The MoMA building, renovated in 2004 by the Japanese architect Yoshio Taniguchi in his first U.S. work, is is a combination of the modernist International Style (orthogonal, steel structure, extensive use of glass, minimal in style and ornamentation) but filtered through a unique Japanese perspective (framed views, interior-exterior dynamic, material and joint fetishes). Its fenestration is organized around the central courtyard while the building structure is draped in strong, flat, metal-clad planes that seemingly float above the building. It is Taniguchi’s control of materials that make the building a success. While prefab employs different construction methods, it should maintain similar values and be judged with the same criteria if it is to inspire.

MoMA offers an accommodating setting for this exhibit, situated both inside and outside the museum in a neighboring, empty lot. The first half of the show on the sixth floor showcases a history of the prefabricated house. On display is an array of U.S. Patents for building types, like Buckminster Fuller's Geodesic dome. This part of the exhibit was like being in Doc Brown laboratory, the room full of mockups and building types. Still, I was itching to go down and play in the prefab houses outside.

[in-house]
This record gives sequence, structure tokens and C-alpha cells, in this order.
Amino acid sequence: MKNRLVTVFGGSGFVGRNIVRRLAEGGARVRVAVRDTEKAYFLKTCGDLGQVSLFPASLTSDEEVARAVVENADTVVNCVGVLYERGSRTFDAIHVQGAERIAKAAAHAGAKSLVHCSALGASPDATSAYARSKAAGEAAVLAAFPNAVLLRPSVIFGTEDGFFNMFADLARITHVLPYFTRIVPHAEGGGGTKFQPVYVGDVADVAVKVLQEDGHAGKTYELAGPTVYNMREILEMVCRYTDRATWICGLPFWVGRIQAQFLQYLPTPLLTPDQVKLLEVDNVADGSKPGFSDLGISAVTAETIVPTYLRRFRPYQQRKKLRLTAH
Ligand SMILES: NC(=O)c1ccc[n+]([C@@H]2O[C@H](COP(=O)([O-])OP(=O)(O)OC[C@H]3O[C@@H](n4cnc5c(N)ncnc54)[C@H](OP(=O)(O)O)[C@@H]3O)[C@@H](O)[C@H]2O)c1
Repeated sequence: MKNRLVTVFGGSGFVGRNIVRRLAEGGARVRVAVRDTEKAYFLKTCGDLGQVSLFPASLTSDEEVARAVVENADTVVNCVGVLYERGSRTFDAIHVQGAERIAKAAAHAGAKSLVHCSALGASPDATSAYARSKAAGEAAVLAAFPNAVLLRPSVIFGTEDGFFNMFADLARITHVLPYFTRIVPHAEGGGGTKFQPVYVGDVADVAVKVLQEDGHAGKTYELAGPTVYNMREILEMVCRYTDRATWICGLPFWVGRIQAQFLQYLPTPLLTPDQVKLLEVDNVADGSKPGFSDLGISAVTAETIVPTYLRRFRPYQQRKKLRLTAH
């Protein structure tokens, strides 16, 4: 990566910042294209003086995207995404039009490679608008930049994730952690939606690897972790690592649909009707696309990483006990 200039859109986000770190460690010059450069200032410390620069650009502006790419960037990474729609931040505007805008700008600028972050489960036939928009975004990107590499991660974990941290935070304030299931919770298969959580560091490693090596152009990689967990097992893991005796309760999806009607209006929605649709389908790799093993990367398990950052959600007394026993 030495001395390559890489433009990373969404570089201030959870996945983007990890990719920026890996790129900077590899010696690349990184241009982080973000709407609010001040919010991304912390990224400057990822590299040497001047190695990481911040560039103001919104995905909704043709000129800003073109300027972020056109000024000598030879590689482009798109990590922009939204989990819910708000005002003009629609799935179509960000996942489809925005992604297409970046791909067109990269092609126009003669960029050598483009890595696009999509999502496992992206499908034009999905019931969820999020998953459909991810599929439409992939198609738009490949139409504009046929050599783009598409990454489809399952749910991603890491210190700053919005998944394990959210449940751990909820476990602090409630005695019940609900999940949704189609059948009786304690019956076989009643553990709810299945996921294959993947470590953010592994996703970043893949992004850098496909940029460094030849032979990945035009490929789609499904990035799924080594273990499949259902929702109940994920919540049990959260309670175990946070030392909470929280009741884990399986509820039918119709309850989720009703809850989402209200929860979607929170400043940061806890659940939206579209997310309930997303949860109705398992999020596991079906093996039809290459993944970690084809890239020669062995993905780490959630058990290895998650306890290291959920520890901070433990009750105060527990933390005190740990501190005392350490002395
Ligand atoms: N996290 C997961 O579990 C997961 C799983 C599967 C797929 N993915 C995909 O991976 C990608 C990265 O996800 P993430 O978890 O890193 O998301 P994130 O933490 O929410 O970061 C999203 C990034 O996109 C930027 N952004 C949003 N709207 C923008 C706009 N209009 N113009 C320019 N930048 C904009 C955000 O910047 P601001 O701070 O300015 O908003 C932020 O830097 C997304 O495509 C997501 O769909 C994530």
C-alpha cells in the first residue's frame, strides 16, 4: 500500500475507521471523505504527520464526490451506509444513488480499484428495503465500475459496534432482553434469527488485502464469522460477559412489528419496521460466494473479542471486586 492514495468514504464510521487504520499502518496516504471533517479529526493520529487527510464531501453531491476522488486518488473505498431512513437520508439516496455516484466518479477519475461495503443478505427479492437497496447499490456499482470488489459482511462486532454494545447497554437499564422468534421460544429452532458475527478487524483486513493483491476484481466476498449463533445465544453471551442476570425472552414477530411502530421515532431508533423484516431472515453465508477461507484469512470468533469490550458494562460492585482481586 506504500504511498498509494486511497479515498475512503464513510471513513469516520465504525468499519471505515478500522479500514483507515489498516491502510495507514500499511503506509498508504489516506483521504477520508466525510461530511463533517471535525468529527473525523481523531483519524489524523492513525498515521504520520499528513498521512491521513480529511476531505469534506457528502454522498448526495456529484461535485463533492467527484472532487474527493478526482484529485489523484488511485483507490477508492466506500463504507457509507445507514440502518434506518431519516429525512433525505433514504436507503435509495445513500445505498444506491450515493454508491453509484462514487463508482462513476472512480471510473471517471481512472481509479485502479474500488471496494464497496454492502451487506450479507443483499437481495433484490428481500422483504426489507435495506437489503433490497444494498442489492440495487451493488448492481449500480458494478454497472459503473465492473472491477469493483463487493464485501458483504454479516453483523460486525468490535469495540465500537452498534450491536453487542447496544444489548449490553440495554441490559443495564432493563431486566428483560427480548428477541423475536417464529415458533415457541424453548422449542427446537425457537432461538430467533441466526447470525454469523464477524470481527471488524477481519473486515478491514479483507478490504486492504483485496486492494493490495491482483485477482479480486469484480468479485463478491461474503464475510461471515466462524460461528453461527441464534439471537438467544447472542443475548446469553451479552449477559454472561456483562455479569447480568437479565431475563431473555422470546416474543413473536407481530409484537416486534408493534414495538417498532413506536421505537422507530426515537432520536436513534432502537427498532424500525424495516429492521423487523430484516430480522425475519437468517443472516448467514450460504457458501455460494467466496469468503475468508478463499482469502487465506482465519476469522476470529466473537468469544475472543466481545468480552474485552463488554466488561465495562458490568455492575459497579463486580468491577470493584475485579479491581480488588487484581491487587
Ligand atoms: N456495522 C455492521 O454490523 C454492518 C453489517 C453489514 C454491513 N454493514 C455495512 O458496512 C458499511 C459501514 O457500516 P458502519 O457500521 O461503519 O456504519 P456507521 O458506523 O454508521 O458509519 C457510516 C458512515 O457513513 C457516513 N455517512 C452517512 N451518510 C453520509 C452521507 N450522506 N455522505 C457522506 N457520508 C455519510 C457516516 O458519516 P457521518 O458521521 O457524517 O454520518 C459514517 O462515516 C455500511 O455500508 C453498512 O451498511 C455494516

As we approached the outside lot, I was shivering with glee and excitement. This is not an exaggeration—though I did just down a cafÈ mocha to quench my caffeine addiction. The first house we visited, “Burst*008” by Jeremy Edmiston and Douglas Gauthier, was the most expressionistic by far, rife with crazy angles and complex geometry. Unlike simplistic prefab houses of yore (which favored the boxy trailer-home look), this house had planes extending in every direction, which made for fun architecture. Its steel frame and plywood walls were painted a light, off-white color that (unfortunately) turned slightly green in the LED light. Inside, a video projecting in the “entertainment” room explained how a basic structural slotting technique can be used to construct various forms. It was almost a contradiction of my entire preconceived notion of prefab houses, and it was only the first house I saw! I give the designers credit for smashing my brain.

Next door, I visited a laser-cut New Orleans style house by architect Lawrence Sass, appropriately titled “Housing for New Orleans,” whose pieces could be slotted together to resemble a traditional local dwelling. Another neighboring laser cut house, “System3” by Leo Kaufmann and Albert Ruf might have brought to mind the infamous rectangular-box kind of prefab architecture that screams: trailer! trailer! trailer! But done well, this one reminded me of more interesting prefab architecture I had seen in the past, by architects such as Rocio Romero ( “System3” was designed with the user in mind, complete with interesting interior spaces, great lighting, and sleek materials. While one of these suckers runs a cool $130K, they can be stacked and arranged in multiple shapes.